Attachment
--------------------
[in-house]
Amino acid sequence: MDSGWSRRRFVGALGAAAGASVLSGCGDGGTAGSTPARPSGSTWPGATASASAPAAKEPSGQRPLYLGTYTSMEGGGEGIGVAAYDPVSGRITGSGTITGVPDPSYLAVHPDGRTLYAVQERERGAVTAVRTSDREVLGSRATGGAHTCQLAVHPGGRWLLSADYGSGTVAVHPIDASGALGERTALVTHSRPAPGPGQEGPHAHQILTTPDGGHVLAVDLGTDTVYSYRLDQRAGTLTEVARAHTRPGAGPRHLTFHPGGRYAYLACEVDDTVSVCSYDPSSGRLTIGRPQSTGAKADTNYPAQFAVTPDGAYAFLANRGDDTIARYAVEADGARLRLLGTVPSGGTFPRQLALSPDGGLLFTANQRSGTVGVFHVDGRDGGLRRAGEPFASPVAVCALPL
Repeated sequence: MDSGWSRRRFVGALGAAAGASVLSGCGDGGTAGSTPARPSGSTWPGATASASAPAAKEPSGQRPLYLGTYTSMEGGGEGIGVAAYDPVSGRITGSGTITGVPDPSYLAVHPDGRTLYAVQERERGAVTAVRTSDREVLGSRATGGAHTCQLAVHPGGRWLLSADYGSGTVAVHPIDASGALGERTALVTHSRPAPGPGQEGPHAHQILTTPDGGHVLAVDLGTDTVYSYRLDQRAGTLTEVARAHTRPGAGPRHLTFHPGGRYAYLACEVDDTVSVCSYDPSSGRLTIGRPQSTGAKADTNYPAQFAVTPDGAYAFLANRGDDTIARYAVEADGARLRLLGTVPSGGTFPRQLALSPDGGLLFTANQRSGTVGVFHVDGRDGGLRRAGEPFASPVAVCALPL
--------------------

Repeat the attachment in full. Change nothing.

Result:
[in-house]
Amino acid sequence: MDSGWSRRRFVGALGAAAGASVLSGCGDGGTAGSTPARPSGSTWPGATASASAPAAKEPSGQRPLYLGTYTSMEGGGEGIGVAAYDPVSGRITGSGTITGVPDPSYLAVHPDGRTLYAVQERERGAVTAVRTSDREVLGSRATGGAHTCQLAVHPGGRWLLSADYGSGTVAVHPIDASGALGERTALVTHSRPAPGPGQEGPHAHQILTTPDGGHVLAVDLGTDTVYSYRLDQRAGTLTEVARAHTRPGAGPRHLTFHPGGRYAYLACEVDDTVSVCSYDPSSGRLTIGRPQSTGAKADTNYPAQFAVTPDGAYAFLANRGDDTIARYAVEADGARLRLLGTVPSGGTFPRQLALSPDGGLLFTANQRSGTVGVFHVDGRDGGLRRAGEPFASPVAVCALPL
Repeated sequence: MDSGWSRRRFVGALGAAAGASVLSGCGDGGTAGSTPARPSGSTWPGATASASAPAAKEPSGQRPLYLGTYTSMEGGGEGIGVAAYDPVSGRITGSGTITGVPDPSYLAVHPDGRTLYAVQERERGAVTAVRTSDREVLGSRATGGAHTCQLAVHPGGRWLLSADYGSGTVAVHPIDASGALGERTALVTHSRPAPGPGQEGPHAHQILTTPDGGHVLAVDLGTDTVYSYRLDQRAGTLTEVARAHTRPGAGPRHLTFHPGGRYAYLACEVDDTVSVCSYDPSSGRLTIGRPQSTGAKADTNYPAQFAVTPDGAYAFLANRGDDTIARYAVEADGARLRLLGTVPSGGTFPRQLALSPDGGLLFTANQRSGTVGVFHVDGRDGGLRRAGEPFASPVAVCALPL